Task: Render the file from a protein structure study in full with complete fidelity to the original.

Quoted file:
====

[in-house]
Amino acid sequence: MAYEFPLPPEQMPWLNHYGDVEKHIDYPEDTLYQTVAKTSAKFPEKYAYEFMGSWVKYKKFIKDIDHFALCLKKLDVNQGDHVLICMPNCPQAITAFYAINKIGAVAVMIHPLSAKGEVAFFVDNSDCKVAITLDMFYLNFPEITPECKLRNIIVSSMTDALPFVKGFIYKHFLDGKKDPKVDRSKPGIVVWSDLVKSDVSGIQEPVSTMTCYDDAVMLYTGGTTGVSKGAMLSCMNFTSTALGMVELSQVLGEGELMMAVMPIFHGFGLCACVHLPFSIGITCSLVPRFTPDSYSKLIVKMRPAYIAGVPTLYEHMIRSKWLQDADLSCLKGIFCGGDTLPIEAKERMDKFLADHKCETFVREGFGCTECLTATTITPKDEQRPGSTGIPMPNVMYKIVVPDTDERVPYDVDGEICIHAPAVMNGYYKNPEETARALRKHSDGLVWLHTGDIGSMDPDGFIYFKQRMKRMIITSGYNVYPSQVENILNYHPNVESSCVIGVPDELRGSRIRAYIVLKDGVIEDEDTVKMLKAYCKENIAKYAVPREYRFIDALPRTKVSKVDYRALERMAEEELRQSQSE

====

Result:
[in-house]
Amino acid sequence: MAYEFPLPPEQMPWLNHYGDVEKHIDYPEDTLYQTVAKTSAKFPEKYAYEFMGSWVKYKKFIKDIDHFALCLKKLDVNQGDHVLICMPNCPQAITAFYAINKIGAVAVMIHPLSAKGEVAFFVDNSDCKVAITLDMFYLNFPEITPECKLRNIIVSSMTDALPFVKGFIYKHFLDGKKDPKVDRSKPGIVVWSDLVKSDVSGIQEPVSTMTCYDDAVMLYTGGTTGVSKGAMLSCMNFTSTALGMVELSQVLGEGELMMAVMPIFHGFGLCACVHLPFSIGITCSLVPRFTPDSYSKLIVKMRPAYIAGVPTLYEHMIRSKWLQDADLSCLKGIFCGGDTLPIEAKERMDKFLADHKCETFVREGFGCTECLTATTITPKDEQRPGSTGIPMPNVMYKIVVPDTDERVPYDVDGEICIHAPAVMNGYYKNPEETARALRKHSDGLVWLHTGDIGSMDPDGFIYFKQRMKRMIITSGYNVYPSQVENILNYHPNVESSCVIGVPDELRGSRIRAYIVLKDGVIEDEDTVKMLKAYCKENIAKYAVPREYRFIDALPRTKVSKVDYRALERMAEEELRQSQSE